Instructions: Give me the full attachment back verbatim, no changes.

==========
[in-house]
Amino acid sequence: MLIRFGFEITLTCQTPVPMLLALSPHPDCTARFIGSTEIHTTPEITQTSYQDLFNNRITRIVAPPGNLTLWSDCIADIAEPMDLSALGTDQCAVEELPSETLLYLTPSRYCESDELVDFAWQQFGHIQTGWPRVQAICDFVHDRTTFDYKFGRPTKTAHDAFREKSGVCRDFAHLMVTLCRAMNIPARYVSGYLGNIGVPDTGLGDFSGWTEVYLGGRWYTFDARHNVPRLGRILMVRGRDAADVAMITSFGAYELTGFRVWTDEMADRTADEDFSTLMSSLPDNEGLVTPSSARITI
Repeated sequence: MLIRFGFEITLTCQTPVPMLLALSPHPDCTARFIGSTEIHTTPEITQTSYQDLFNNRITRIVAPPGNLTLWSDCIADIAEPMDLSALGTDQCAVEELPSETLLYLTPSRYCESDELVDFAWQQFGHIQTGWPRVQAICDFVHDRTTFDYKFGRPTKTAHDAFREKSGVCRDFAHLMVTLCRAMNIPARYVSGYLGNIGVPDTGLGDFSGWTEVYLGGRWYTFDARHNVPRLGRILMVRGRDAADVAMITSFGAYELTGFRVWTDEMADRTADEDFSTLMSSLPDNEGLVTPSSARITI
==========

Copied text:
[in-house]
Amino acid sequence: MLIRFGFEITLTCQTPVPMLLALSPHPDCTARFIGSTEIHTTPEITQTSYQDLFNNRITRIVAPPGNLTLWSDCIADIAEPMDLSALGTDQCAVEELPSETLLYLTPSRYCESDELVDFAWQQFGHIQTGWPRVQAICDFVHDRTTFDYKFGRPTKTAHDAFREKSGVCRDFAHLMVTLCRAMNIPARYVSGYLGNIGVPDTGLGDFSGWTEVYLGGRWYTFDARHNVPRLGRILMVRGRDAADVAMITSFGAYELTGFRVWTDEMADRTADEDFSTLMSSLPDNEGLVTPSSARITI
Repeated sequence: MLIRFGFEITLTCQTPVPMLLALSPHPDCTARFIGSTEIHTTPEITQTSYQDLFNNRITRIVAPPGNLTLWSDCIADIAEPMDLSALGTDQCAVEELPSETLLYLTPSRYCESDELVDFAWQQFGHIQTGWPRVQAICDFVHDRTTFDYKFGRPTKTAHDAFREKSGVCRDFAHLMVTLCRAMNIPARYVSGYLGNIGVPDTGLGDFSGWTEVYLGGRWYTFDARHNVPRLGRILMVRGRDAADVAMITSFGAYELTGFRVWTDEMADRTADEDFSTLMSSLPDNEGLVTPSSARITI